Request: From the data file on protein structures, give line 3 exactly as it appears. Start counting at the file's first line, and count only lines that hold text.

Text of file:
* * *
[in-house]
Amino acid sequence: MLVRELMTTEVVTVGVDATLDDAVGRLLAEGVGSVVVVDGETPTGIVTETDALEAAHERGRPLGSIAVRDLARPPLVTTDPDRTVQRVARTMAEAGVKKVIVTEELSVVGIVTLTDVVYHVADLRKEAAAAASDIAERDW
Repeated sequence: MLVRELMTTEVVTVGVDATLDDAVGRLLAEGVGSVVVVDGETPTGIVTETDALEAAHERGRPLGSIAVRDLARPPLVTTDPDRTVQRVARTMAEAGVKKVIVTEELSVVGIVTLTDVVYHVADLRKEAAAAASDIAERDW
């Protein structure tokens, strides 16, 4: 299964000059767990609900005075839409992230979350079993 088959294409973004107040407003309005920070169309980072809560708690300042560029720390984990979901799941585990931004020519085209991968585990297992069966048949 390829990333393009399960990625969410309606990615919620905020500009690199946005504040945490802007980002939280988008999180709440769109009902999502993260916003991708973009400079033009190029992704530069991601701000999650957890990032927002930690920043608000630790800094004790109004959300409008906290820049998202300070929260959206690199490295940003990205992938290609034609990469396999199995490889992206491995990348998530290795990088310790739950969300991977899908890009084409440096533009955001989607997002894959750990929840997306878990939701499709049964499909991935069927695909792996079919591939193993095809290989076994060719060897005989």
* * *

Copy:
Repeated sequence: MLVRELMTTEVVTVGVDATLDDAVGRLLAEGVGSVVVVDGETPTGIVTETDALEAAHERGRPLGSIAVRDLARPPLVTTDPDRTVQRVARTMAEAGVKKVIVTEELSVVGIVTLTDVVYHVADLRKEAAAAASDIAERDW